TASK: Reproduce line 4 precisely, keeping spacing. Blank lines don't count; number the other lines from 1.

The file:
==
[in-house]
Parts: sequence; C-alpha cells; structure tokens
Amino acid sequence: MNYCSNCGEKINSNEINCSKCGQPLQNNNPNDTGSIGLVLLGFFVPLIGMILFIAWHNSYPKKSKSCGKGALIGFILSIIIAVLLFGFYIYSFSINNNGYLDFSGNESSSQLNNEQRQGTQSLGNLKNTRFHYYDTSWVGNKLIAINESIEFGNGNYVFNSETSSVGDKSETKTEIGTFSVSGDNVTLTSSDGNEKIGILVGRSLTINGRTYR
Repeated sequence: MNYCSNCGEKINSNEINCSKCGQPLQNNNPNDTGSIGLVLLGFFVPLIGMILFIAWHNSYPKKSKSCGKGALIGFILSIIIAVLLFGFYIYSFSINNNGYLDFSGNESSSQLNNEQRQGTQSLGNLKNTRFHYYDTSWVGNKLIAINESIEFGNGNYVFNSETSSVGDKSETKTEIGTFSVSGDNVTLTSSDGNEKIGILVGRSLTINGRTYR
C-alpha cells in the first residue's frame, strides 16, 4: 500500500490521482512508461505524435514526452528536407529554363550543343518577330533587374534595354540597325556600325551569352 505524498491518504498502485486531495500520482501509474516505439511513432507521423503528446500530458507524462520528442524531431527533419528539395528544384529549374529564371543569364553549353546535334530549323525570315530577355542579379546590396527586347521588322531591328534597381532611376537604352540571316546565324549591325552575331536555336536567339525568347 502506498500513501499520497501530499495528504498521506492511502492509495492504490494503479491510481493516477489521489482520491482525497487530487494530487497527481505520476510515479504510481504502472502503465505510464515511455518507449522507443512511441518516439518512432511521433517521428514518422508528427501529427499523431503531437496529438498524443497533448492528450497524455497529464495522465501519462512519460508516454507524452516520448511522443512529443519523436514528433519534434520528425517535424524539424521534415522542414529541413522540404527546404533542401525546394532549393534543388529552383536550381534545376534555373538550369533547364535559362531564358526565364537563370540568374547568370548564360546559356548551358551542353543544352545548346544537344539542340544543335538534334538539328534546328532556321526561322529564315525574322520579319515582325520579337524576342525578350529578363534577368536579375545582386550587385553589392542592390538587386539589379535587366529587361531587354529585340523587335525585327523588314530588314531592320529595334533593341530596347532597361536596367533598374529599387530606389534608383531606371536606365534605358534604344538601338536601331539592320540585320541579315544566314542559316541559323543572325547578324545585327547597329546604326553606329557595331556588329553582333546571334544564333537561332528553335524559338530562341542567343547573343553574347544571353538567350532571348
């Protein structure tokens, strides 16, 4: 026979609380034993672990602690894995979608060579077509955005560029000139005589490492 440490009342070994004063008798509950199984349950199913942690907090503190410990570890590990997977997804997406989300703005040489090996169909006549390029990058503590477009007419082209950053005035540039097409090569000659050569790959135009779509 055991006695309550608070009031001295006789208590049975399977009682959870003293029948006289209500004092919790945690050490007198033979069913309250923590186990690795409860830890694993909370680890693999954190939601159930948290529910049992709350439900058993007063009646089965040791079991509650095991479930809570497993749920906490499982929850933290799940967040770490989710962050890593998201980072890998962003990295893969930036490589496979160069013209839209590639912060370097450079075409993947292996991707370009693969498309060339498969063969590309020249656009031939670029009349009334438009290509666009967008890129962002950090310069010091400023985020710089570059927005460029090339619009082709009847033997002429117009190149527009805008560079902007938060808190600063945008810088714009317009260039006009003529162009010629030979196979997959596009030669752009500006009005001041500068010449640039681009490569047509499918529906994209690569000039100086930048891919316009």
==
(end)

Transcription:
Repeated sequence: MNYCSNCGEKINSNEINCSKCGQPLQNNNPNDTGSIGLVLLGFFVPLIGMILFIAWHNSYPKKSKSCGKGALIGFILSIIIAVLLFGFYIYSFSINNNGYLDFSGNESSSQLNNEQRQGTQSLGNLKNTRFHYYDTSWVGNKLIAINESIEFGNGNYVFNSETSSVGDKSETKTEIGTFSVSGDNVTLTSSDGNEKIGILVGRSLTINGRTYR